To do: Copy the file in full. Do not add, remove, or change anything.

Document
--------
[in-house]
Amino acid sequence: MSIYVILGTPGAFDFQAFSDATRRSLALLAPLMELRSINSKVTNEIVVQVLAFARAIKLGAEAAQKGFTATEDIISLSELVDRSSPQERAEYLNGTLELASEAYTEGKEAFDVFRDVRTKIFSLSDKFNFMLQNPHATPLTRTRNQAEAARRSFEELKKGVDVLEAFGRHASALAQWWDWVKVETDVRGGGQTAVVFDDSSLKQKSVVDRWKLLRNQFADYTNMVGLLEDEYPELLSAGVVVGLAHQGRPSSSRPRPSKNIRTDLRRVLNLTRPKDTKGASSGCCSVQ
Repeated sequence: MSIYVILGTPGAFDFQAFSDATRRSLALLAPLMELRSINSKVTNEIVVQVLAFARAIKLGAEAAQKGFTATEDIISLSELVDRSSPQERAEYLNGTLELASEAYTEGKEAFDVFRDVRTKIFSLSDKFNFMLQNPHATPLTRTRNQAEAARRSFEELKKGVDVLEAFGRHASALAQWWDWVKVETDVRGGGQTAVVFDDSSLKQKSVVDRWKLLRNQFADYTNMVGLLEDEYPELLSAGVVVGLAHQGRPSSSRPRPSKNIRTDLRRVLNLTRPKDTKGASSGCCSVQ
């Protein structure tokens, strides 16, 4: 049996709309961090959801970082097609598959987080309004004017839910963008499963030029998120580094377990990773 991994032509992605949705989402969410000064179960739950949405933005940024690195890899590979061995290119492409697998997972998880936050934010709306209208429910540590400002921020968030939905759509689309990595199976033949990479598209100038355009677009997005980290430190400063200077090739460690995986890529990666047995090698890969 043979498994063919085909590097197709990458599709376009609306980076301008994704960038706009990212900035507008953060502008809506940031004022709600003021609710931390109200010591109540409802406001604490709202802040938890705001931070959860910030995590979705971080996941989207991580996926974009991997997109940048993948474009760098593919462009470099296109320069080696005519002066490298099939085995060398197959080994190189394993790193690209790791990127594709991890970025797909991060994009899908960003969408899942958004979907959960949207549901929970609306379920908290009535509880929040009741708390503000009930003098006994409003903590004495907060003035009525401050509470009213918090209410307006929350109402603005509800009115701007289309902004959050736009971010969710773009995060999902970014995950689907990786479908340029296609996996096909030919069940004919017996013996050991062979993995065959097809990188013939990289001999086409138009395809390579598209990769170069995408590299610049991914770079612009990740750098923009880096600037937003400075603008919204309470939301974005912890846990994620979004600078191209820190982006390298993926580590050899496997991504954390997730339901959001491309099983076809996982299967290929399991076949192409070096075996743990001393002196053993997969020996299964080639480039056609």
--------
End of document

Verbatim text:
[in-house]
Amino acid sequence: MSIYVILGTPGAFDFQAFSDATRRSLALLAPLMELRSINSKVTNEIVVQVLAFARAIKLGAEAAQKGFTATEDIISLSELVDRSSPQERAEYLNGTLELASEAYTEGKEAFDVFRDVRTKIFSLSDKFNFMLQNPHATPLTRTRNQAEAARRSFEELKKGVDVLEAFGRHASALAQWWDWVKVETDVRGGGQTAVVFDDSSLKQKSVVDRWKLLRNQFADYTNMVGLLEDEYPELLSAGVVVGLAHQGRPSSSRPRPSKNIRTDLRRVLNLTRPKDTKGASSGCCSVQ
Repeated sequence: MSIYVILGTPGAFDFQAFSDATRRSLALLAPLMELRSINSKVTNEIVVQVLAFARAIKLGAEAAQKGFTATEDIISLSELVDRSSPQERAEYLNGTLELASEAYTEGKEAFDVFRDVRTKIFSLSDKFNFMLQNPHATPLTRTRNQAEAARRSFEELKKGVDVLEAFGRHASALAQWWDWVKVETDVRGGGQTAVVFDDSSLKQKSVVDRWKLLRNQFADYTNMVGLLEDEYPELLSAGVVVGLAHQGRPSSSRPRPSKNIRTDLRRVLNLTRPKDTKGASSGCCSVQ
């Protein structure tokens, strides 16, 4: 049996709309961090959801970082097609598959987080309004004017839910963008499963030029998120580094377990990773 991994032509992605949705989402969410000064179960739950949405933005940024690195890899590979061995290119492409697998997972998880936050934010709306209208429910540590400002921020968030939905759509689309990595199976033949990479598209100038355009677009997005980290430190400063200077090739460690995986890529990666047995090698890969 043979498994063919085909590097197709990458599709376009609306980076301008994704960038706009990212900035507008953060502008809506940031004022709600003021609710931390109200010591109540409802406001604490709202802040938890705001931070959860910030995590979705971080996941989207991580996926974009991997997109940048993948474009760098593919462009470099296109320069080696005519002066490298099939085995060398197959080994190189394993790193690209790791990127594709991890970025797909991060994009899908960003969408899942958004979907959960949207549901929970609306379920908290009535509880929040009741708390503000009930003098006994409003903590004495907060003035009525401050509470009213918090209410307006929350109402603005509800009115701007289309902004959050736009971010969710773009995060999902970014995950689907990786479908340029296609996996096909030919069940004919017996013996050991062979993995065959097809990188013939990289001999086409138009395809390579598209990769170069995408590299610049991914770079612009990740750098923009880096600037937003400075603008919204309470939301974005912890846990994620979004600078191209820190982006390298993926580590050899496997991504954390997730339901959001491309099983076809996982299967290929399991076949192409070096075996743990001393002196053993997969020996299964080639480039056609």